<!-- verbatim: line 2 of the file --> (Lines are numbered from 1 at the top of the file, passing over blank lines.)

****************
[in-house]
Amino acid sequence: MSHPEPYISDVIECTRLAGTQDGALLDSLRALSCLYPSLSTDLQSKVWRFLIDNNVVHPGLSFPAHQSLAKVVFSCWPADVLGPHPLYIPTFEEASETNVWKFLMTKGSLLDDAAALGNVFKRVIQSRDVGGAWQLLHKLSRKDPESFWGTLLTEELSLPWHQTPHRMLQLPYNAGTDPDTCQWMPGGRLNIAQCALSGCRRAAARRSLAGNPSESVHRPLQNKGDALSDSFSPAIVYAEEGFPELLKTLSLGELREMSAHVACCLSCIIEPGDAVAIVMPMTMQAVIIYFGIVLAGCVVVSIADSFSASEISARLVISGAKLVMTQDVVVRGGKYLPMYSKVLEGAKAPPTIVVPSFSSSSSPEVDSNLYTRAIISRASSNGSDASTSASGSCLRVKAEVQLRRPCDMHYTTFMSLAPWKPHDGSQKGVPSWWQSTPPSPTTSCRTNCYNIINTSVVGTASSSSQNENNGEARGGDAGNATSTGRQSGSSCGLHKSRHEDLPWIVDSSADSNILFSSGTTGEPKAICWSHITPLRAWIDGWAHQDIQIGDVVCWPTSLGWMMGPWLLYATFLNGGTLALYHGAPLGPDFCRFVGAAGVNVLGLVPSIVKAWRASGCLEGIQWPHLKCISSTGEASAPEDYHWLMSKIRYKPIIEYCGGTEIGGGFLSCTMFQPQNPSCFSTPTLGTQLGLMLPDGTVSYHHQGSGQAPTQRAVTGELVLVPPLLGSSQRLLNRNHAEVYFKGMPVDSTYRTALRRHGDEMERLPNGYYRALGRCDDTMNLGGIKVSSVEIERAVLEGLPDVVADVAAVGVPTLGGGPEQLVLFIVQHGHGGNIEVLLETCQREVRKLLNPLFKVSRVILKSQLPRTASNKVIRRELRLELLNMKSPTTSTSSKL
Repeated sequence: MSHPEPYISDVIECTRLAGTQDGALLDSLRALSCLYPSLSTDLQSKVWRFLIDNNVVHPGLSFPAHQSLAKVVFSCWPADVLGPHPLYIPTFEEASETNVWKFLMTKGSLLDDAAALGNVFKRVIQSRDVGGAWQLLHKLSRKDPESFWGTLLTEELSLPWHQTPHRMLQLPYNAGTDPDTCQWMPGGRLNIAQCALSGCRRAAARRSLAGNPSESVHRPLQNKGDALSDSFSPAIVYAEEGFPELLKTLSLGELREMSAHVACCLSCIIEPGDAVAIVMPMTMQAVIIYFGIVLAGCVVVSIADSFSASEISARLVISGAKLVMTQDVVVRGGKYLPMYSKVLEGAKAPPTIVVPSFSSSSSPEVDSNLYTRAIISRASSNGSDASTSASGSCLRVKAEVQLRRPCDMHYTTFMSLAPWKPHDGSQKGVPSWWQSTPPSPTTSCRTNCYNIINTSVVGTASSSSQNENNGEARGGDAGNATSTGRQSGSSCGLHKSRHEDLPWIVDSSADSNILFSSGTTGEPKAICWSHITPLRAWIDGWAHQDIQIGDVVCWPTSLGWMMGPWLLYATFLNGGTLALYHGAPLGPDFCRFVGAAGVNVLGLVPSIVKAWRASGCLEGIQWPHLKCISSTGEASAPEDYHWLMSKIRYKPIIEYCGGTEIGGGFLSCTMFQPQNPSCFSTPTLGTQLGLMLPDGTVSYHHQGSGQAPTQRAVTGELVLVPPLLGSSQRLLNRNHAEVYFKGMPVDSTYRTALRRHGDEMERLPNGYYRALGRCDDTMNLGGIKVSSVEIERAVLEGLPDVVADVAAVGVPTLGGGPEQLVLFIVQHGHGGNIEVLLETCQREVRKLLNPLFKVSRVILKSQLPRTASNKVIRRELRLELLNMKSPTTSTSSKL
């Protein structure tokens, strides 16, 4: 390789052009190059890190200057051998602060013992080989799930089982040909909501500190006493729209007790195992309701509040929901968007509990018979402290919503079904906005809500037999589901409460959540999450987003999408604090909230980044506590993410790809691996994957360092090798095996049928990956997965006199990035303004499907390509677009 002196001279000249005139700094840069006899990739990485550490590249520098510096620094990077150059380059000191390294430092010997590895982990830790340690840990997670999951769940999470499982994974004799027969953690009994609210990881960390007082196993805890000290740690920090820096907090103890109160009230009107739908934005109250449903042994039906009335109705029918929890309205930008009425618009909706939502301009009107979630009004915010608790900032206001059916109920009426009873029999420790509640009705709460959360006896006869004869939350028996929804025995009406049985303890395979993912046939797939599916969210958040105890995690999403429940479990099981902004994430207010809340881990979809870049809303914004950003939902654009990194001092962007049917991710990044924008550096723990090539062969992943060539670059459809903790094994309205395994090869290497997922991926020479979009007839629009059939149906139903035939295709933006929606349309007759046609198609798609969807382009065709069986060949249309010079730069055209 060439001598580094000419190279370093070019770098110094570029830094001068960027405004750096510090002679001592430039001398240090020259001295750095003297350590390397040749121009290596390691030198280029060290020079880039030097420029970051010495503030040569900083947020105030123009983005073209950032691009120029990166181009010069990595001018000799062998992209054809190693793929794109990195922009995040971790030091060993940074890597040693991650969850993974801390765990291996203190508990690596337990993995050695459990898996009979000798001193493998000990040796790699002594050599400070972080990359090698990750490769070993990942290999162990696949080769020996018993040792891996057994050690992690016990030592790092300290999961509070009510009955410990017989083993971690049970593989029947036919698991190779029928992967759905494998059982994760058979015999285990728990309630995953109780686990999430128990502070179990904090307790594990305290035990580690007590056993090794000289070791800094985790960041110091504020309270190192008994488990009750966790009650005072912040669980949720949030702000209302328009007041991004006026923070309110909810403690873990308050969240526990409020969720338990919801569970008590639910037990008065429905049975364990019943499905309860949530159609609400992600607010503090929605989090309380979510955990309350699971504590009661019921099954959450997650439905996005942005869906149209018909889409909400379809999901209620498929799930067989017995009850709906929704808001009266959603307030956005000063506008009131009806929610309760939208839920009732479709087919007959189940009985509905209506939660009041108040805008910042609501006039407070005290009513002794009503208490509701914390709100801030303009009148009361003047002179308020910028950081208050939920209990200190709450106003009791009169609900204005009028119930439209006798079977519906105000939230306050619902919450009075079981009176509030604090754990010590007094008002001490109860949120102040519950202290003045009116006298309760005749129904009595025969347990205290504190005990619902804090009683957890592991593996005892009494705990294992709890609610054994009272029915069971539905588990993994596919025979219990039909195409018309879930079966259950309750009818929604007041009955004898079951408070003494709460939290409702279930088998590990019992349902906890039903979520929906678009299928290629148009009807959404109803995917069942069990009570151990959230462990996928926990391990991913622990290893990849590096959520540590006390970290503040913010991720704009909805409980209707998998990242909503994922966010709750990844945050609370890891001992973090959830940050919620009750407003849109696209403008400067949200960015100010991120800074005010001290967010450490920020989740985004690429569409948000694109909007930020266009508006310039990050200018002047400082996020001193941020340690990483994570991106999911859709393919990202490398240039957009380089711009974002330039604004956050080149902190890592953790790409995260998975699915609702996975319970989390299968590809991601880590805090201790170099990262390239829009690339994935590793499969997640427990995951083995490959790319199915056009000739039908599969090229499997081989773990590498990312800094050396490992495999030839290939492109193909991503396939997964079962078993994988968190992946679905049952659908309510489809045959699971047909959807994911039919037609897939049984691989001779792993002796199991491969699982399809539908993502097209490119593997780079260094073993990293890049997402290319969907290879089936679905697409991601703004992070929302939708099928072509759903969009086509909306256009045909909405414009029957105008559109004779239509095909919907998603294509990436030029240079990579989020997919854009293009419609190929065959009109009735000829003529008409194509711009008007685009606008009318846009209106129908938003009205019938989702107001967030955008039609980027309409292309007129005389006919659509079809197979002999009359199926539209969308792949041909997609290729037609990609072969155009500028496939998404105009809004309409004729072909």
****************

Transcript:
Amino acid sequence: MSHPEPYISDVIECTRLAGTQDGALLDSLRALSCLYPSLSTDLQSKVWRFLIDNNVVHPGLSFPAHQSLAKVVFSCWPADVLGPHPLYIPTFEEASETNVWKFLMTKGSLLDDAAALGNVFKRVIQSRDVGGAWQLLHKLSRKDPESFWGTLLTEELSLPWHQTPHRMLQLPYNAGTDPDTCQWMPGGRLNIAQCALSGCRRAAARRSLAGNPSESVHRPLQNKGDALSDSFSPAIVYAEEGFPELLKTLSLGELREMSAHVACCLSCIIEPGDAVAIVMPMTMQAVIIYFGIVLAGCVVVSIADSFSASEISARLVISGAKLVMTQDVVVRGGKYLPMYSKVLEGAKAPPTIVVPSFSSSSSPEVDSNLYTRAIISRASSNGSDASTSASGSCLRVKAEVQLRRPCDMHYTTFMSLAPWKPHDGSQKGVPSWWQSTPPSPTTSCRTNCYNIINTSVVGTASSSSQNENNGEARGGDAGNATSTGRQSGSSCGLHKSRHEDLPWIVDSSADSNILFSSGTTGEPKAICWSHITPLRAWIDGWAHQDIQIGDVVCWPTSLGWMMGPWLLYATFLNGGTLALYHGAPLGPDFCRFVGAAGVNVLGLVPSIVKAWRASGCLEGIQWPHLKCISSTGEASAPEDYHWLMSKIRYKPIIEYCGGTEIGGGFLSCTMFQPQNPSCFSTPTLGTQLGLMLPDGTVSYHHQGSGQAPTQRAVTGELVLVPPLLGSSQRLLNRNHAEVYFKGMPVDSTYRTALRRHGDEMERLPNGYYRALGRCDDTMNLGGIKVSSVEIERAVLEGLPDVVADVAAVGVPTLGGGPEQLVLFIVQHGHGGNIEVLLETCQREVRKLLNPLFKVSRVILKSQLPRTASNKVIRRELRLELLNMKSPTTSTSSKL